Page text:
Number one. Grizzly bears. Especially if I'm hiking with my baby.
Number two. Dying and leaving my children without a mother.
Number three. I'm afraid of, like… I do this, and I don't like doing it, and it's made me afraid of doing it, of hurting my husband's feelings when I get really angry or hurt. I have this force field of really wanting to win. Really wanting to win the argument.
Number four. A fire after an earthquake. I was just talking to another mom who's also pregnant. I'm pregnant right now. So I think my particular fear response was inflamed by pregnancy hormones. But she was telling me about what she'd recently learned about the Hayward fault. You know, she said to me, like, we both live in these old wood homes so they'll they'll probably fare okay if the big one hits. But it's so, so dry that if there's any gas fire or gas leak that goes, the whole neighborhood could go up in flames
Number five. Getting a fact really really wrong in a story.
Number six. Losing people that I love. The temporary-ness of of them can like cause me to not be able to sleep.
Number seven. America's democracy just being incapable of achieving big things and addressing big problems. Right now, I'm afraid of that.
Number eight. Public humiliation.
Number nine. I am afraid of climate change. For a long time I felt like talking about climate change was a privilege for people who didn't have to worry about economic threats. But I've just… something clicked.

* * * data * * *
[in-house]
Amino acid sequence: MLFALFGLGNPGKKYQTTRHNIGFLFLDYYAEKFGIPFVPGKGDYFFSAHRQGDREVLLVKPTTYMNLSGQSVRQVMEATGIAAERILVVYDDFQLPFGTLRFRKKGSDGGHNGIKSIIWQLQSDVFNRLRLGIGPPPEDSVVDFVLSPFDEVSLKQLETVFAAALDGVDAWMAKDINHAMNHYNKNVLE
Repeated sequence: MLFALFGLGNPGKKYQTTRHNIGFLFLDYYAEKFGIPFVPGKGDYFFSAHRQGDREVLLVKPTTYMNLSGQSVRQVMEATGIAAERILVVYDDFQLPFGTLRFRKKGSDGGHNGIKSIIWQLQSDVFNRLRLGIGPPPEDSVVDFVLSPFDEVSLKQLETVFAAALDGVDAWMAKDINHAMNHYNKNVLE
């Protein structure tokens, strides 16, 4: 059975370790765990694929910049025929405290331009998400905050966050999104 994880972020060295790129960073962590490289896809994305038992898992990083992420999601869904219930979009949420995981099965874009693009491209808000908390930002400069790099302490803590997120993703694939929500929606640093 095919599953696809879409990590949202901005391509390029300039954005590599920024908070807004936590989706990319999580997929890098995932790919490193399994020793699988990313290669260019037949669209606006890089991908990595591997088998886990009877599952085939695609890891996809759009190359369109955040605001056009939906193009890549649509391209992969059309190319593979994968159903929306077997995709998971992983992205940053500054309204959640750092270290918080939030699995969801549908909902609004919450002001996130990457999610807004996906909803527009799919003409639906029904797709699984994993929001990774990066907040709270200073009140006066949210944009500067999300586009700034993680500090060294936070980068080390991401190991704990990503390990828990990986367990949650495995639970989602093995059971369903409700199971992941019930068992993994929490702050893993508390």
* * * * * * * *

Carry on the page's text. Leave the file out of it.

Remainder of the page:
Number ten. Not having enough money in particular because I spent irresponsibly or because I didn't do a thing with my money that I was supposed to do. My money fear is really intense and it's physical. I feel it. Anytime I have to spend over a certain dollar amount my breathing gets shallow and I get anxious. This is a real thing that affects my life. I have to say to myself, like, “Life costs money, Anna. Life costs money.” And that's the thing that's also really irrational about it, is like the idea that I would just put all this money in a savings account. Like that is what would make me feel calm. If every dollar I could put in a savings account and watch the money accumulate. That's what feels soothing to me. And then my husband would be like, well, what is that for? What's that money for? It's only for my comfort. It's not for spending, it's not for saving for something nice for myself or our family. It's to manage anxiety. Like, I had to teach myself to pay for dinner when I was out with a friend as opposed to feeling like it wasn't fair. Like, well of course we’ll split it. I do feel instinctually suspect of people who are comfortable spending money. I’m like, “Are you responsible?”
I'm Anna Sale and these are 10 things that scare me